When respondents were asked whether they had ever considered moving in order to pay lower taxes, 73 percent of Philadelphia residents said no. Within the subsection of respondents living in affluent suburbs, the number climbed to 83 percent. (Interestingly, those who had considered moving because of tax concerns were more likely to move within the next two years than others in the group surveyed.) Similarly, a 2003 study in the Journal of Gerontology found that while tax burdens are the most important fiscal characteristic affecting the location choice of retirement-age individuals, climate, general economic conditions, and housing costs are still much more important.

In theory, fiscal federalism is a great weapon to hold our state and local governments in line. But today it’s only that, a theory. In practice, it hardly exists. To bring it back, we would need to radically decentralize the government’s power to tax and to spend, abolishing the national income tax altogether and ending federal grants to state and local governments. Under those circumstances, with the feds expelled from our state and local lives, lawmakers would have to cajole us and treat us like high-maintenance mistresses for fear of losing us to the state next door.

Contributing Editor Veronique de Rugy (vderugy@gmu.edu) is a senior research fellow at the Mercatus Center at George Mason University.


TOPICS: Constitution/Conservatism; Editorial; Government
KEYWORDS: federalism; fiscalpolicy; govwatch; lping; statesrights

1 posted on 03/19/2010 7:52:19 AM PDT by rabscuttle385
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To: bamahead; Bokababe
What’s more, the overwhelming tax presence of the federal government means state authorities must follow orders from Washington if they want to retrieve some of their constituents’ federal tax dollars. Instead of competing with each other to keep their taxpayers, states compete with each other to get money from the federal government.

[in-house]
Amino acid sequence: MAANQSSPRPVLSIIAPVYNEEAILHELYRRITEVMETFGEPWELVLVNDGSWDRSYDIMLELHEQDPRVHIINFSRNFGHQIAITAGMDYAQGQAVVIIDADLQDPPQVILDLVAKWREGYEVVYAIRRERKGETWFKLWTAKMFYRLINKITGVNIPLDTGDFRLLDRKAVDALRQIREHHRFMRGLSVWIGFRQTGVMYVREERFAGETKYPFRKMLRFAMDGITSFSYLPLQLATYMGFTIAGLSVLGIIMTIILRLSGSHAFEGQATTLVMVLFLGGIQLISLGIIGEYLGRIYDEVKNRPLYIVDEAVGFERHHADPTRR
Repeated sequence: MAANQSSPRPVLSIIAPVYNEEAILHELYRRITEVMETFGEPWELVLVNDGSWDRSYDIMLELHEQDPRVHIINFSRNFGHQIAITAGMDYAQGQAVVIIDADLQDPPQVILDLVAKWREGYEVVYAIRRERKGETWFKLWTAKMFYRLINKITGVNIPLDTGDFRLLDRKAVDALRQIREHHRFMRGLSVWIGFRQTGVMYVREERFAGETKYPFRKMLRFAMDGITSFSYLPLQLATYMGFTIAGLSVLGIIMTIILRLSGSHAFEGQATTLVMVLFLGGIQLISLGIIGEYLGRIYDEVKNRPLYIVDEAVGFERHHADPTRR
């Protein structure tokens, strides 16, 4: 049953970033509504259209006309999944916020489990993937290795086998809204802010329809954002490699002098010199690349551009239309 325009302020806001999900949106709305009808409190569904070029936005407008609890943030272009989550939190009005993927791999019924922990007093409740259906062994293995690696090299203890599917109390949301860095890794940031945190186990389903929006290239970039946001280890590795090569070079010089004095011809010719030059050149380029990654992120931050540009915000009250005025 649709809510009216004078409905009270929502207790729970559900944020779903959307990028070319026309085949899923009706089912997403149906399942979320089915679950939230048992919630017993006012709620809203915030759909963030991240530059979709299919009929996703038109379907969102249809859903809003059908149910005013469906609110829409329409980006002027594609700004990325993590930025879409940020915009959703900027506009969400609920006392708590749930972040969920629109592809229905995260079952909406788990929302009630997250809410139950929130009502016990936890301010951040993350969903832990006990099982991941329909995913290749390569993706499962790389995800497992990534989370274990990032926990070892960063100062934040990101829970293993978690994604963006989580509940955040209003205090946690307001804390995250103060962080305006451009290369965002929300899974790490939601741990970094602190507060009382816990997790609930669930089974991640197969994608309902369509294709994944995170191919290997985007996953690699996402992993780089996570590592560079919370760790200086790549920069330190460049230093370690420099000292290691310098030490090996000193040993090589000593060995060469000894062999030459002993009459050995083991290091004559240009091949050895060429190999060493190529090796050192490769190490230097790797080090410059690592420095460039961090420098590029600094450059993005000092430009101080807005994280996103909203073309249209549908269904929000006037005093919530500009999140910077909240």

This lack of meaningful interstate competition is terrible for taxpayers. The states and the federal government now act as a tax cartel. They are in a position to charge more for their services even when the quality is getting worse.

2 posted on 03/19/2010 7:52:57 AM PDT by rabscuttle385 (Live Free or Die)
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To: rabscuttle385
Amendment 10 - The powers not delegated to the United States by the Constitution, nor prohibited by it to the States, are reserved to the States respectively, or to the people.

Federalism has been dying since FDR. Congress seems to meet year round on its assault on Federalism/10th Amendment.

Democrats are Nationalist Socialists

3 posted on 03/19/2010 8:00:36 AM PDT by GregoTX (When people find they can vote themselves money it will herald the end of the republic. Ben Franklin)
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To: rabscuttle385
"Fiscal Federalism" is not the only principled idea underlying the American Constitution which has been trashed by the Far Left in America.

It is time for a rediscovery of the Founders' ideas which made America a place of refuge from government oppression for over 150 years, and which, thanks to the "Progressives" (regressives), is being destroyed.

Liberty, under the Founders' Constitution, as others have stated, depends upon a virtuous and knowledgeable citizenry.

John Adams stated:"The foundation of every government is some principle or passion in the minds of the People."

The Founders' principle was LIBERTY. The virtue among the people often referenced by the Founders was linked to this love of liberty referenced by John Jay, the first Chief Justice of the Supreme Court:

"Let virtue, honor, the love of liberty . . . be the soul of this constitution, and it will become he source of great and extensive happiness to this and future generations. Vice, ignorance and want of vigilance, will be the only enemies able to destroy it."(Quoted in "Our Ageless Constitution" Essay entitled, "Virtue Among the People" available here